If you’re into building a lean and trim muscular body, you’re probably well aware that you need to eat protein and plenty of it. The Journal of the International Society of Sports Nutrition recommends 1.4 to 2.0 g per kilogram of bodyweight per day, if you are an active fit female! Sure, it is also important to regularly follow a muscle-building weight training program, but if you’re not getting enough protein, you can say goodbye to all that hard work in they gym! Protein is the building block of muscle, and if you weren’t aware, it does more than just make sure your muscles are fed! Here are three reasons why you need more protein in your diet:

Reason #1 – Helps You Burn More Calories

It’s true, eating more protein helps you burn more calories. Protein has a thermic effect in the body, which means the body expends calories digesting it when you eat. In fact, protein has a greater thermic effect than eating other foods of the same caloric value like carbohydrates.

In one study completed on ten normal healthy weight women, the energy expenditure of three meals of equal calories, including a high protein meal, a high carbohydrate meal and a high fat meal, were compared. The energy expenditure of the high protein meal was 261 +/- 59, compared to lower values of 92 +/- 67 and 97 +/- 71 kilojoules, less than half the amount burned by the high protein diet.

Reason #2 – Reduces Appetite and Keeps Hunger in Control

Eating a high protein diet can help reduce hunger and appetite especially between meals. In a recent study, twenty healthy women were provided the following snacks – high protein yogurt, high fat crackers or high fat chocolate snack to compare the effects on appetite, satiety and subsequent food intakes.

Eating the yogurt snack led to greater reductions in afternoon hunger versus the chocolate and also delayed eating by approximately 30 min compared to the chocolate snack and approximately 20 min versus the high fat crackers. Even better, eating the high protein yogurt snack led to eating 100 fewer calories at subsequent meals versus the other snacks. No other differences were detected.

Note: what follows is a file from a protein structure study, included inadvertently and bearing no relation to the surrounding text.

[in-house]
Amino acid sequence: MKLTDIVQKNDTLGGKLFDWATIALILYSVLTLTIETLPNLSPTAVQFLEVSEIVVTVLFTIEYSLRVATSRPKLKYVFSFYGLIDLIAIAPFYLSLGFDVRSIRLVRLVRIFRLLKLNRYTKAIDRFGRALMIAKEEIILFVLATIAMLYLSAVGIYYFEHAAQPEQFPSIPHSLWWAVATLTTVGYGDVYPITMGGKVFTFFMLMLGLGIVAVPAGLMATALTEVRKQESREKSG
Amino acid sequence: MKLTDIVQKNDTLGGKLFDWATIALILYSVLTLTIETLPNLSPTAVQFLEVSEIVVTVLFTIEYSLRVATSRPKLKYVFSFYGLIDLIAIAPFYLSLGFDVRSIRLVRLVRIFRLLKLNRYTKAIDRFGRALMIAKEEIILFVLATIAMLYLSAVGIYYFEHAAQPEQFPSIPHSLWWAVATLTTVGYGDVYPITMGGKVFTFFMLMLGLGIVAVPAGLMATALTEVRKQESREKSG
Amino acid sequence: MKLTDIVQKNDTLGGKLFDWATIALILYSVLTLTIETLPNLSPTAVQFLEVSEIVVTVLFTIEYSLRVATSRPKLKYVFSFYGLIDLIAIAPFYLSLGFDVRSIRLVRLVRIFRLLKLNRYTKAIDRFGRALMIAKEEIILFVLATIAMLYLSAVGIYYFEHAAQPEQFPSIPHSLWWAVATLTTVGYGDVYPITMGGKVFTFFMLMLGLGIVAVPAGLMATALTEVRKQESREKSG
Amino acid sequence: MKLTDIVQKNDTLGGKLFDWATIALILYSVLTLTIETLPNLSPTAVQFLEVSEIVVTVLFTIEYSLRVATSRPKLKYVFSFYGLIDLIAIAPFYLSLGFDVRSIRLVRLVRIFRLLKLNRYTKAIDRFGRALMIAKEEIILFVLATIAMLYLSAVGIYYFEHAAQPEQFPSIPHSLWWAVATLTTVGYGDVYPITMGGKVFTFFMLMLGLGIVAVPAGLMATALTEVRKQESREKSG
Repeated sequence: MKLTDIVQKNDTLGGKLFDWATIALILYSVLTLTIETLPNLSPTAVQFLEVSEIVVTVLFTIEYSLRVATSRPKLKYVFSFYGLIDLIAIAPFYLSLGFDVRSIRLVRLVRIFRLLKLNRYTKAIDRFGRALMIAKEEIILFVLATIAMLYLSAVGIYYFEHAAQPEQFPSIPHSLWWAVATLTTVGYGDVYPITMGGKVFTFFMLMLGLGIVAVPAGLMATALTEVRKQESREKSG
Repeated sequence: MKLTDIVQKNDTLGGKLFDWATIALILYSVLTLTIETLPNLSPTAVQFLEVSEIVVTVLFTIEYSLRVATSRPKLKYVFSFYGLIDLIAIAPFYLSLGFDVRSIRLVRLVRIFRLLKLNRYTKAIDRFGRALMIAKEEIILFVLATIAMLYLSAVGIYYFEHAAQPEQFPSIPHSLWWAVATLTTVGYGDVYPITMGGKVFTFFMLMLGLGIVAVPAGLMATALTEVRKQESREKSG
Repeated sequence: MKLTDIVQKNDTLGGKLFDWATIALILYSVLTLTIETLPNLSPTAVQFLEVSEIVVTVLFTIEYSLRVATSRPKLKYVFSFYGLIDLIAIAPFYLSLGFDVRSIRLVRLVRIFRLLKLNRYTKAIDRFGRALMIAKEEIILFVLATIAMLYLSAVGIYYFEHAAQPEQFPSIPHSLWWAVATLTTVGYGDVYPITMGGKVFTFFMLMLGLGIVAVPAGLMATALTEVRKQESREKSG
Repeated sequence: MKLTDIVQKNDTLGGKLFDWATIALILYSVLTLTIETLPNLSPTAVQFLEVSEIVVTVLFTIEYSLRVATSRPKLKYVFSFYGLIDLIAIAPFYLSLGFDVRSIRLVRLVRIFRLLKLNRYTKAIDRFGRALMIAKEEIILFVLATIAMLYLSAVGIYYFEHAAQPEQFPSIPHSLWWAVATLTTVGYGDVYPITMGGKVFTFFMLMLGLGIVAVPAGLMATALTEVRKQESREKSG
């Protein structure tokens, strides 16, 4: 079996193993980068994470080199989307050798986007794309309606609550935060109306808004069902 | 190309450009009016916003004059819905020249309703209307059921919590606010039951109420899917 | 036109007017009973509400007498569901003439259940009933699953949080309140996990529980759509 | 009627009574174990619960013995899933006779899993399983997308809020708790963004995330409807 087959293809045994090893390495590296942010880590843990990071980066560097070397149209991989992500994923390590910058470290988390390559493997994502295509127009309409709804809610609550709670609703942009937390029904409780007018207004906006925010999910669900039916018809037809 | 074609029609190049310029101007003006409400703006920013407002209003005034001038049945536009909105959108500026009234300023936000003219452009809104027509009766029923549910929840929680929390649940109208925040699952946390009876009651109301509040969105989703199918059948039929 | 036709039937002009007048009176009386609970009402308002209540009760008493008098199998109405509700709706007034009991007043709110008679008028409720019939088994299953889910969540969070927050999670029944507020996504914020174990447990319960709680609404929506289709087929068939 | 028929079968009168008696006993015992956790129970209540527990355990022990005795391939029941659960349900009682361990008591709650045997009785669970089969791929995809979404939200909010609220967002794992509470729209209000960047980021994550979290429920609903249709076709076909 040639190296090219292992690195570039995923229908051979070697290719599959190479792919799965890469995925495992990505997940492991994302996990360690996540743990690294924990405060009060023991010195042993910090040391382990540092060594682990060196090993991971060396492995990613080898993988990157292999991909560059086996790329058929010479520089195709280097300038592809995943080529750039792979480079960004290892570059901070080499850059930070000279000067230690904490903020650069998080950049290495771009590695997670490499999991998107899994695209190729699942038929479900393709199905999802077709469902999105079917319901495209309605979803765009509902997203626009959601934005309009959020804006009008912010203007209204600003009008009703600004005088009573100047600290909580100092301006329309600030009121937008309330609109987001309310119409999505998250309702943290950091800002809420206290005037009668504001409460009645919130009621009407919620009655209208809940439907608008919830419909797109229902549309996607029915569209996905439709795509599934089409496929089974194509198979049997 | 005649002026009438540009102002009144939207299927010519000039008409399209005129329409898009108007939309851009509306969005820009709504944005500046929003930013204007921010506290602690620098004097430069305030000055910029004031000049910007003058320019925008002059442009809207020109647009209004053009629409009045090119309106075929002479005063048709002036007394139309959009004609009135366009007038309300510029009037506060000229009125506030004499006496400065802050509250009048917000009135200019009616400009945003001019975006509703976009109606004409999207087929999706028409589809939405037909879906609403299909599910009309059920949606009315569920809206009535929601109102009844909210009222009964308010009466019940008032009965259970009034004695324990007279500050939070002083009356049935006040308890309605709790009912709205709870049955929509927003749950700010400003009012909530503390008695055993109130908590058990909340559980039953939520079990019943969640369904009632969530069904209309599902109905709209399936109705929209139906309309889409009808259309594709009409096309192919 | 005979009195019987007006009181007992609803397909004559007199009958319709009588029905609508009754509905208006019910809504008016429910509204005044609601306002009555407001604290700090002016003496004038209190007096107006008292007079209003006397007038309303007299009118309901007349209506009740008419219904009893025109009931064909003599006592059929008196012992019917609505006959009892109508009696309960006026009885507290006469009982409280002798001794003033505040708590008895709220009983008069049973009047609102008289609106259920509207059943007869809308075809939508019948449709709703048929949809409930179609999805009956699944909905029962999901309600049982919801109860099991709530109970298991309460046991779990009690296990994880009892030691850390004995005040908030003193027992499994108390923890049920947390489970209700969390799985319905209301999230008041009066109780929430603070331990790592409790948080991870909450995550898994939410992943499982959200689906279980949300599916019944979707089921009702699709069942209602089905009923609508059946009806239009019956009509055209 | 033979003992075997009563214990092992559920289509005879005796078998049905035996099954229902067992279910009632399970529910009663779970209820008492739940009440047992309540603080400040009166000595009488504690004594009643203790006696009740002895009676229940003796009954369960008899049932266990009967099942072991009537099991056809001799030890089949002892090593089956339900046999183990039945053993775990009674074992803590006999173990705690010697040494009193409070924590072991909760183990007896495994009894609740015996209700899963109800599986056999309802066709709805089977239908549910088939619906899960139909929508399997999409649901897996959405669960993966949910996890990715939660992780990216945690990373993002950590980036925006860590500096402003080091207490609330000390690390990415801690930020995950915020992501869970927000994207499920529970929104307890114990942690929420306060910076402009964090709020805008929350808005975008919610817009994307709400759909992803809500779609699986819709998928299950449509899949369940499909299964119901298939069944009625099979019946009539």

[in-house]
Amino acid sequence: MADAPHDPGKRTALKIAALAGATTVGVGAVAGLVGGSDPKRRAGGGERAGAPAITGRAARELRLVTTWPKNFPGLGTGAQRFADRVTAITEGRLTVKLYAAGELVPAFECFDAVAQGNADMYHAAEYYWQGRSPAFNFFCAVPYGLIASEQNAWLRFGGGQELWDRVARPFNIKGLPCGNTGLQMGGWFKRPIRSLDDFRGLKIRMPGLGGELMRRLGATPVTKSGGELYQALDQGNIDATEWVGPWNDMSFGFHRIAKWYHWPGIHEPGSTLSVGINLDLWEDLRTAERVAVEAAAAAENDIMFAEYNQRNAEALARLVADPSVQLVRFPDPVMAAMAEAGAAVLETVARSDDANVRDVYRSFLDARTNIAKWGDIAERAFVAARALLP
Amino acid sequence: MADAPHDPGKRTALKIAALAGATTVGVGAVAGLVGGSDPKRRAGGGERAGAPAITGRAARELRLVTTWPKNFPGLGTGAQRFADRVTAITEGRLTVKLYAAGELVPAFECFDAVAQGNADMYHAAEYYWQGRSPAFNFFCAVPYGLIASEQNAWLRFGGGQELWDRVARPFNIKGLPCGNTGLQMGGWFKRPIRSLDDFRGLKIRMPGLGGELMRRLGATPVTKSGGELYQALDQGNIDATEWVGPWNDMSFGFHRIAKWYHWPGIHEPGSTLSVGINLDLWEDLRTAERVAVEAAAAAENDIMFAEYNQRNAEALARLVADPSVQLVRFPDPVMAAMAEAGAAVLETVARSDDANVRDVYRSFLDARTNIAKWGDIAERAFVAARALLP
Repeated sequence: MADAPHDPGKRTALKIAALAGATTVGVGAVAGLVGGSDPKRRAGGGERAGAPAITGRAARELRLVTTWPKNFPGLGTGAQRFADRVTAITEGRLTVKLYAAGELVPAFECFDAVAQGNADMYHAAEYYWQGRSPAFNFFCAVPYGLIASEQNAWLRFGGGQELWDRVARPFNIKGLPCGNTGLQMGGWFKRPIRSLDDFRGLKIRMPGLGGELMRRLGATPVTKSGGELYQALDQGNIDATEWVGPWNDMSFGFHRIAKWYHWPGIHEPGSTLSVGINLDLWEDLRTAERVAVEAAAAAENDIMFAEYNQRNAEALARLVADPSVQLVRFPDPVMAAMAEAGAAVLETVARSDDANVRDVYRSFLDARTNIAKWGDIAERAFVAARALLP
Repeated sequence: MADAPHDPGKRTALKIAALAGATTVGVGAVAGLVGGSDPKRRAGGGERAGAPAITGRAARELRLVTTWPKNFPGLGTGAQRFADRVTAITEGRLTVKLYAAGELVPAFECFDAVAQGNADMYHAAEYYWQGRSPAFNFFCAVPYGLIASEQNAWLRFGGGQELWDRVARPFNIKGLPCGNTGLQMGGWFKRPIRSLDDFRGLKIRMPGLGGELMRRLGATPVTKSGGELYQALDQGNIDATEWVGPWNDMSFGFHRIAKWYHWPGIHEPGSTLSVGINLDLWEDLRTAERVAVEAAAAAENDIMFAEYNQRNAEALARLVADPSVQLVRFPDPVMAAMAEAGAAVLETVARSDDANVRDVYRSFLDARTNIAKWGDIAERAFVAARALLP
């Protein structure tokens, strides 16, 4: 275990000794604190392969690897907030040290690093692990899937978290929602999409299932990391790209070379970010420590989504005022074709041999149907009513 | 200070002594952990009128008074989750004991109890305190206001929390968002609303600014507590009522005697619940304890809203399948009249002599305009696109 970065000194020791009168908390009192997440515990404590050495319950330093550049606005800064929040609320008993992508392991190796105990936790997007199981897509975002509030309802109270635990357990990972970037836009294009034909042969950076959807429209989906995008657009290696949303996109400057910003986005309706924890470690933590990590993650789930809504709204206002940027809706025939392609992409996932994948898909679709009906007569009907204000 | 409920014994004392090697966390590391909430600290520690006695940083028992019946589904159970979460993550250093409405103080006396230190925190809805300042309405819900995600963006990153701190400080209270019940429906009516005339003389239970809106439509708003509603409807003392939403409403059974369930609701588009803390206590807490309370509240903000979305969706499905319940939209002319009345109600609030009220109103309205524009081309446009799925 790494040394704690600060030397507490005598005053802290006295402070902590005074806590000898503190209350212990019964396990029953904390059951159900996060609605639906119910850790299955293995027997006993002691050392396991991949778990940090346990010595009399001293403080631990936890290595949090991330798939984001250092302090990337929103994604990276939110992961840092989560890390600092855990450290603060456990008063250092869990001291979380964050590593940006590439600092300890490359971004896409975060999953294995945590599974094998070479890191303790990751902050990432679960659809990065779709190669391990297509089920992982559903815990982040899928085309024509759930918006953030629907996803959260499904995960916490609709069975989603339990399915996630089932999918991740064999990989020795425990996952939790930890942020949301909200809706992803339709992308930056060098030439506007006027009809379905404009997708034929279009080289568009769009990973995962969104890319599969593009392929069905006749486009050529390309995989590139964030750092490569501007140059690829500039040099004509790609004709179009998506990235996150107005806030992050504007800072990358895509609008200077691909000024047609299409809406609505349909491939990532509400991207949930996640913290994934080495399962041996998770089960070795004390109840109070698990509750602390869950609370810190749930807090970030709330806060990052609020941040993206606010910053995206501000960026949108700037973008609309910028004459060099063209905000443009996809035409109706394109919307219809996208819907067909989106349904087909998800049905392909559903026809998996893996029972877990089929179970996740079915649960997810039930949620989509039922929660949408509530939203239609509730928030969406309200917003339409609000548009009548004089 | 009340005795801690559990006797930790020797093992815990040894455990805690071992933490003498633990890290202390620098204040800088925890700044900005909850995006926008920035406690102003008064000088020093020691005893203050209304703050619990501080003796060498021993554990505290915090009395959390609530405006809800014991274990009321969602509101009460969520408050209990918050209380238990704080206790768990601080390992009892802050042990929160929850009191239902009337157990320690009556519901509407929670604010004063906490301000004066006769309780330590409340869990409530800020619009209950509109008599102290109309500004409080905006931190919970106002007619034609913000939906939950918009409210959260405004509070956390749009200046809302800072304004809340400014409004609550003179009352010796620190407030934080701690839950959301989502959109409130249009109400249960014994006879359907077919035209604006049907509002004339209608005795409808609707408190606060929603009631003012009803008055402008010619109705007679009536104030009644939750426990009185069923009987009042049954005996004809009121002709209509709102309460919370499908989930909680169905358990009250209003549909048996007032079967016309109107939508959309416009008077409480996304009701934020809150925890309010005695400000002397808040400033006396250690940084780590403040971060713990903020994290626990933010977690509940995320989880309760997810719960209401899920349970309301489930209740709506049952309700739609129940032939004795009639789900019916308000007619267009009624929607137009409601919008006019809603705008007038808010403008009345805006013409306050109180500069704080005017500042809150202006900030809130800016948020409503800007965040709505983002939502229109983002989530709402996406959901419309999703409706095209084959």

These data suggest that, when compared to high fat snacks, eating less energy dense, high protein snacks like yogurt improves appetite control and satiety and reduces subsequent food intake in healthy women. Try eating two smaller protein snacks between larger protein meals. Between lunch and dinner, have a protein snack like Greek yogurt, a protein shake or low fat cottage cheese.

Reason #3 – Maintain Muscle, Burn Fat

It’s often thought that you can lose your muscle mass gains that you have worked so hard for in the gym, if you’re trying to burn off fat. However, a recent study showed that eating a high protein diet while on an energy deficit (a calorie-reduced diet) helped maintain fat free mass.

In one randomized controlled trial, subjects were assigned to one of the following high protein diets – protein at 0.8 g/kg/d, 1.6 g/kg/d or 2.4 g/kg/d for 31 days. A 10-day weight maintenance period was followed by a 21-day reduced calorie diet of 40%. Subjects lost on average 3.2 kg of body weight during the energy deficit diet regardless of the amount of protein. However, the proportion of weight loss due to reductions in fat-free mass was lower and the loss of fat mass higher in those receiving 1.6 and 2.4 g/kg/d of protein. Additionally, those following the higher protein meals had a greater anabolic muscle response than those consuming the smallest amount of protein per day.


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Ortinau LC, et al. Effects of high-protein vs high-fat snacks on appetite control, satiety and eating initiation in healthy women. Nutrition J. 2014. 13:97.

Pasiakos SM, et al. Effects of high-protein diets on fat-free mass and muscle protein synthesis following weight loss: a randomized controlled trial. The FASEB Journal. 2013. 27(9): 3837-47.